Spotted lanternfly (SLF), an invasive insect native to China, India, and Vietnam, threatens U.S. agricultural, logging, and tourism industries. First detected in Berks County, PA in 2014, the pest demonstrated its detrimental impact upon plant growth and fruit production as its populations exponentially increased and spread in 2017.
Red hidwings, striped with white and tipped in black, faintly saturate the semitranslucent, spotted, gray forewings of this 1" long adult leafhopper. Young nymps are black with white spots becoming more red as they mature.
SLF feeds upon a wide range of native hardwood and fruit trees, posing a significant threat to the agricultural and forest systems to which they belong. As the insect sucks sap, it directly stresses plants and leaves them susceptible to diseases and attacks from other insects. While feeding, it excretes a sticky substance called honeydew; when large populations of SLF become established, they produce such copious quantities of honeydew that sooty molds thrive. This, in turn, hampers plant growth and decreases yield of marketable fruit. These impacts of SLF are inflicted upon a wide range of plants, but they render grape, hops, and logging industries particularly vulnerable.
In addition to harming plant resources, SLF can pose a deterrant to outdoor recreation. The sticky honeydew produced during feeding clings on clothing, hair, and fur, making outdoor activity unpleasant where large populations have fed.
Early detection and rapid response can protect our food and forests; you can support these efforts by surveying, monitoring for, and reporting the presence of these insects!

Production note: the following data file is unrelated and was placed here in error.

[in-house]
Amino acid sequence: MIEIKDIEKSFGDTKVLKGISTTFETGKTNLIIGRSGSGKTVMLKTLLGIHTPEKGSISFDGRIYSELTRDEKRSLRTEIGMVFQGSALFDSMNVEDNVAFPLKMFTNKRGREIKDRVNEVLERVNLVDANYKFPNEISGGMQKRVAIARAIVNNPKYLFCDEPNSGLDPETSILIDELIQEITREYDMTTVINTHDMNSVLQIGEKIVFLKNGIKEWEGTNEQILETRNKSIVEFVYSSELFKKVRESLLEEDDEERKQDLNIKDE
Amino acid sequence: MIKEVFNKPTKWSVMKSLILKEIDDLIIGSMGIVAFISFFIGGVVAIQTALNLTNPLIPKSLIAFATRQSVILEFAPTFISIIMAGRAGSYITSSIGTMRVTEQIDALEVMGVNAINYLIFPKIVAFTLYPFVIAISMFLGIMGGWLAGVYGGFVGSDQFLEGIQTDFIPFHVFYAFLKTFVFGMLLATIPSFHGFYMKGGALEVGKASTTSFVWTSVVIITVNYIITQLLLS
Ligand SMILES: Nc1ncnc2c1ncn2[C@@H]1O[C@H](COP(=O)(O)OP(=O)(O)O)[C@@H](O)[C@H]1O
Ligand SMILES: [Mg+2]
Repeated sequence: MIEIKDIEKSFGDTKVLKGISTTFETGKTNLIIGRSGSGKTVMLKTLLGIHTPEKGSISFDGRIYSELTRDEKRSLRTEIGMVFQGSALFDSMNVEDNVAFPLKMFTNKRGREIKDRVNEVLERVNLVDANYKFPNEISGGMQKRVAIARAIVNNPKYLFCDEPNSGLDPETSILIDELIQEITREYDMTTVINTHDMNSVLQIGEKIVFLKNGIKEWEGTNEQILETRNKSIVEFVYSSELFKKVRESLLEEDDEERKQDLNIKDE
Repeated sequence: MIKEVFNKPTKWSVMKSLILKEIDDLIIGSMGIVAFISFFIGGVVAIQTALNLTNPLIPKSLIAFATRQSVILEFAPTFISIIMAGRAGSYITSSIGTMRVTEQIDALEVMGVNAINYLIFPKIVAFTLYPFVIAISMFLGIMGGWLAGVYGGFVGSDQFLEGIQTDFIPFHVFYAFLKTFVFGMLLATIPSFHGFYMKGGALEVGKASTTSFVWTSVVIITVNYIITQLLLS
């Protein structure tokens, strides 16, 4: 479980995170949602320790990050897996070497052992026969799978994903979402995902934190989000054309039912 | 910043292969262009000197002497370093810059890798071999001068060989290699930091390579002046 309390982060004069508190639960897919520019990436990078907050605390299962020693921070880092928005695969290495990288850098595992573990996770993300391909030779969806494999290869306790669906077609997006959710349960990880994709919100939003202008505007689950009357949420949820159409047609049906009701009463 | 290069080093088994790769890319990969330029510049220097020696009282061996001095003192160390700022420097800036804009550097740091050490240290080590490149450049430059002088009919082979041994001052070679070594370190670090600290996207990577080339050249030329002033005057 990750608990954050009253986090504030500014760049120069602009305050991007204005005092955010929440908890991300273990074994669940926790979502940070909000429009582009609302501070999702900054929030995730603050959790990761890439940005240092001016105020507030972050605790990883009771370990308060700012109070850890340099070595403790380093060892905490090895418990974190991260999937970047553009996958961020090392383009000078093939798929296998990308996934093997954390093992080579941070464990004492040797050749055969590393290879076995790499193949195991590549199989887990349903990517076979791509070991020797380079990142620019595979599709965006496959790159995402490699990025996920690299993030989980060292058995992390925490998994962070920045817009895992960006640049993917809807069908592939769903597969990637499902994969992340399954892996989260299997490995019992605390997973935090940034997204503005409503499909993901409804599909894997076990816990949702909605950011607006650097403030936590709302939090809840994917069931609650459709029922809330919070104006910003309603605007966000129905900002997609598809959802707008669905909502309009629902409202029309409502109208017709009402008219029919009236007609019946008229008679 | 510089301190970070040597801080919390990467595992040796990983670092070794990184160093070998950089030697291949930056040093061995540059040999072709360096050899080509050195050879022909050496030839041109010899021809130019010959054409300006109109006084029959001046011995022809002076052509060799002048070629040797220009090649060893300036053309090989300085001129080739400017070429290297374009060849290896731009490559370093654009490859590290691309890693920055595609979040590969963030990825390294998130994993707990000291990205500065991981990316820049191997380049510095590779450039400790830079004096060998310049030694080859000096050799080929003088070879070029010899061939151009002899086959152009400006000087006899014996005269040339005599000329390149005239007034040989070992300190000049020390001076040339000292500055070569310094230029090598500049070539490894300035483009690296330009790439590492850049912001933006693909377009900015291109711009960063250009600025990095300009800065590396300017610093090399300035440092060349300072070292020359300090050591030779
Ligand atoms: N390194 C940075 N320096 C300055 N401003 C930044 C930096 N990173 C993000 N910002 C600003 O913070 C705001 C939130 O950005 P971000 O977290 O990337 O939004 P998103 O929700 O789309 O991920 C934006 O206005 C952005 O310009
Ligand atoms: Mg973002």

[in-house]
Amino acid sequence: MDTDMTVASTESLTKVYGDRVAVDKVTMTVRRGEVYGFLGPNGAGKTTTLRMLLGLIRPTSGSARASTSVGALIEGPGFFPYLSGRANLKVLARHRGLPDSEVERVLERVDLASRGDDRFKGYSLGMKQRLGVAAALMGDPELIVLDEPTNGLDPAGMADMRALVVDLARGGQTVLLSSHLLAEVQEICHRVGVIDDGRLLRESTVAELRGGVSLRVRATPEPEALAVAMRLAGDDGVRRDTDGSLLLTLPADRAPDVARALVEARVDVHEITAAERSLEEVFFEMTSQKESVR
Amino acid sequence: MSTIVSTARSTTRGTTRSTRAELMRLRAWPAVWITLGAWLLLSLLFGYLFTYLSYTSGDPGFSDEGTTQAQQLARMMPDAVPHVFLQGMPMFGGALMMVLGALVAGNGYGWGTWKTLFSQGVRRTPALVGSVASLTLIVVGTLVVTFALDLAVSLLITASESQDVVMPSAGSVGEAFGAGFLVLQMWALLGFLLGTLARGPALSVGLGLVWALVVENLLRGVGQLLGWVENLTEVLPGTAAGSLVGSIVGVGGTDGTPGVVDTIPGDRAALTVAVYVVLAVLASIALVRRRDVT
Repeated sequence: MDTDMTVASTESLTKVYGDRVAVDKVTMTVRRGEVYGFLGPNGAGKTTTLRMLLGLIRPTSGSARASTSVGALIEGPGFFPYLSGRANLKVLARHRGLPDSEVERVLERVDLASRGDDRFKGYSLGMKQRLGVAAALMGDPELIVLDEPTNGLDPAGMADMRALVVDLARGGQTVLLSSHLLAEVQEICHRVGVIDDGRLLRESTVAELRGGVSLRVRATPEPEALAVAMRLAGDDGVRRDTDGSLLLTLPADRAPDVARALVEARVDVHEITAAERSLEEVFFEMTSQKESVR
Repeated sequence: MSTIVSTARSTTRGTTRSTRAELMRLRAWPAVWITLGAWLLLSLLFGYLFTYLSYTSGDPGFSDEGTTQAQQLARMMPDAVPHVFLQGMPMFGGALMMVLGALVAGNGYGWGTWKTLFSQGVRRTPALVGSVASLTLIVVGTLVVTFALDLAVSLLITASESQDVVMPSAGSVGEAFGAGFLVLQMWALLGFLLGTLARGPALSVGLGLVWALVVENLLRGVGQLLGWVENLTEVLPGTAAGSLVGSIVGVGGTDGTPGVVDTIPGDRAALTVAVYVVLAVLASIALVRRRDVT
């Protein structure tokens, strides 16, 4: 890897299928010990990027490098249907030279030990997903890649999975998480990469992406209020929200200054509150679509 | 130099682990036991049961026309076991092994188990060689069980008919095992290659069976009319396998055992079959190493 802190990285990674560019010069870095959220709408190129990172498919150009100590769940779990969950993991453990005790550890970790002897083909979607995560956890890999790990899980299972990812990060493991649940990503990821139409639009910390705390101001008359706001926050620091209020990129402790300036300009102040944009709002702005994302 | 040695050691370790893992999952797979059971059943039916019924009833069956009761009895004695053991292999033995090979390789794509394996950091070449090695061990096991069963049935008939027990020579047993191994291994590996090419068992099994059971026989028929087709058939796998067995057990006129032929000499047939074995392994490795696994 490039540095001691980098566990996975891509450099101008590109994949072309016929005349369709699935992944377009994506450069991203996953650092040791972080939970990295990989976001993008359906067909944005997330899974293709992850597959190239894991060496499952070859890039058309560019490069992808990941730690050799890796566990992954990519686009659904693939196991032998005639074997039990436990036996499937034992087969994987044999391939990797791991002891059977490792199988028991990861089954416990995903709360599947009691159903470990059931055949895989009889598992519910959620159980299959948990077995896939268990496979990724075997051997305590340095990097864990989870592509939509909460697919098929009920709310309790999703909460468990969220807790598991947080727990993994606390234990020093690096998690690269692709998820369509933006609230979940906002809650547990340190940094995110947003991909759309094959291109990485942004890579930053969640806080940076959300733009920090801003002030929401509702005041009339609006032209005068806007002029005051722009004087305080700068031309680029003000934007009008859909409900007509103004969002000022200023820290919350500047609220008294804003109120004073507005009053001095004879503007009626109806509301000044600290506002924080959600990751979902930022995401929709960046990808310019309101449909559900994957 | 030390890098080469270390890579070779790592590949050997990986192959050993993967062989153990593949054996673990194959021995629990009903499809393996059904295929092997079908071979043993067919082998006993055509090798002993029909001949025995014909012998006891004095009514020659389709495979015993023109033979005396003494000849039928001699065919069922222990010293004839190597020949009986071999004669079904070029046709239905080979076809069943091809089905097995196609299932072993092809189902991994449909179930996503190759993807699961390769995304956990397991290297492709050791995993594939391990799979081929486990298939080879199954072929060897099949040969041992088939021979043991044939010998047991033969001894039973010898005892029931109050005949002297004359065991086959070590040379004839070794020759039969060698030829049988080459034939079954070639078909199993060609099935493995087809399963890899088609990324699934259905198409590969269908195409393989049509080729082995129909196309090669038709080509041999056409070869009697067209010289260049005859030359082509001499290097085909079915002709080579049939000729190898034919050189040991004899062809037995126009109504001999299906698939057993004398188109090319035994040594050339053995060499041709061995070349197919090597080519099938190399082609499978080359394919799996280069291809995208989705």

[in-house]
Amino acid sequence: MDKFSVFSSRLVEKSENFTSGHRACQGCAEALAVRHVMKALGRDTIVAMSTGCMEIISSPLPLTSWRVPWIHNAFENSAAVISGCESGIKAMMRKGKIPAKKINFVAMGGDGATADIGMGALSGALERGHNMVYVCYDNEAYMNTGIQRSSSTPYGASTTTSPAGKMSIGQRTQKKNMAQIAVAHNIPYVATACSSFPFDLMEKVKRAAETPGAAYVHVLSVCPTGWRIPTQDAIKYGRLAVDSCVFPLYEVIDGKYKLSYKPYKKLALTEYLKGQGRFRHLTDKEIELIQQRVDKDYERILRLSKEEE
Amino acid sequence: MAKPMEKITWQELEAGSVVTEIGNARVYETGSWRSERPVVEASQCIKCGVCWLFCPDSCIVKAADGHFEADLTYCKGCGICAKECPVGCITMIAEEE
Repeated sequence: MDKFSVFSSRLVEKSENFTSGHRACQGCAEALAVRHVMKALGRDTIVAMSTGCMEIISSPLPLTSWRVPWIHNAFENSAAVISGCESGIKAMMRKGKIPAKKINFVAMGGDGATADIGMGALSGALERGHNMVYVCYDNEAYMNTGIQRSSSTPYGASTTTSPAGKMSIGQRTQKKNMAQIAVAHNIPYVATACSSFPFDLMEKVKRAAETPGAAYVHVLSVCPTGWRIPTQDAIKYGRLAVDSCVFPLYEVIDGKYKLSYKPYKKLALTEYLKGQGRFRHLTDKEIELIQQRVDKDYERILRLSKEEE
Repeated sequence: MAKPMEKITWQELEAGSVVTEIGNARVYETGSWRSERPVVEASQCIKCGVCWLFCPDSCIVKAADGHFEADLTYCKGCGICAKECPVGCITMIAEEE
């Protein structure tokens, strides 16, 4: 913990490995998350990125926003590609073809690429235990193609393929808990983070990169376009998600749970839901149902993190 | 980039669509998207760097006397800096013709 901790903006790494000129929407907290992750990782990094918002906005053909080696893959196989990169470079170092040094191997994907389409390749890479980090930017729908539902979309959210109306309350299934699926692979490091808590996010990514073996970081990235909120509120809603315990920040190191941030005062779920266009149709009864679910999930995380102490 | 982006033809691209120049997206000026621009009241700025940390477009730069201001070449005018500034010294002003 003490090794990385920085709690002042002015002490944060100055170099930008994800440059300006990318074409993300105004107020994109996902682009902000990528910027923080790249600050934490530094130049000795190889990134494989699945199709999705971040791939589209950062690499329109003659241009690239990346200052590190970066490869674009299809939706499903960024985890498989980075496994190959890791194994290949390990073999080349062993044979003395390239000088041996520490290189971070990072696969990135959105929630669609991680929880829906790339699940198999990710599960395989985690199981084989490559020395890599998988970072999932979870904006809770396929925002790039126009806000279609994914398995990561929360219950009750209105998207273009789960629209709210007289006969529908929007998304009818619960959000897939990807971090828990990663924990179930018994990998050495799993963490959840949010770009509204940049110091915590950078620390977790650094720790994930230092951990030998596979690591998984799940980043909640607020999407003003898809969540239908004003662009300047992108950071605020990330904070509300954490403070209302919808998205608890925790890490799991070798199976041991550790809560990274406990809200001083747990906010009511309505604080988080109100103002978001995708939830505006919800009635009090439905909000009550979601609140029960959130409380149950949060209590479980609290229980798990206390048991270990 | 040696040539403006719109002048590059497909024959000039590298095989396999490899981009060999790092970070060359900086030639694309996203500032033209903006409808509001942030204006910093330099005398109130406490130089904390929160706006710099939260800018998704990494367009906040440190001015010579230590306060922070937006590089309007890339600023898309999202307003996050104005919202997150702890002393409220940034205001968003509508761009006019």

Although SLF can fly and hop short distances, they are spread primarily by human activity. SLF egg masses, laid on vehicles, firewood, outdoor furniture, and stone as well as trees and other plant materials, may be inadvertently transported into uninhabited regions. If you live or are traveling in a region where SLF may be present, inspect and remove egg masses from items or materials stored outdoors—including your vehicle—before moving them. Take pictures of these egg masses prior to removal, then scrape the masses away and seal them in a plastic bag before disposing of them in the trash. Report the presence of SLF using the instructions in the green box below.
You may also prevent the spread of SLF and other plant pests and pathogens by burning firewood where you cut it.
Adult SLF feed and lay eggs primarily on tree of heaven (Ailanthus altissima) which became invasive in the U.S. after its widespread introduction as an ornamental. After hatching, nymphs are known to feed on over 70 plant species, including prominent landscape and agricultural plants such as grape, apple, stone fruits, willow, poplar and oak.
SLF may be seen from May through November, reaching adulthood during midsummer. The adult insects can be found congregating on host trees, especially tree of heaven and weeping willow, late summer through fall. Signs and symptoms of SLF presence include:
- 1" egg masses on or around host trees; new masses are brown-gray, waxy, and mud-like, and old masses become brown and scaly, hatching in late spring
- sap oozing from feeding damage on tree trunks, leaving dark streaks down the bark; may smell fermented
- buildup of sticky honeydew secretions at the base of a host tree; honeydew can become covered in black sooty mold
- increased bee and wasp activity due to exposed sap and honeydew
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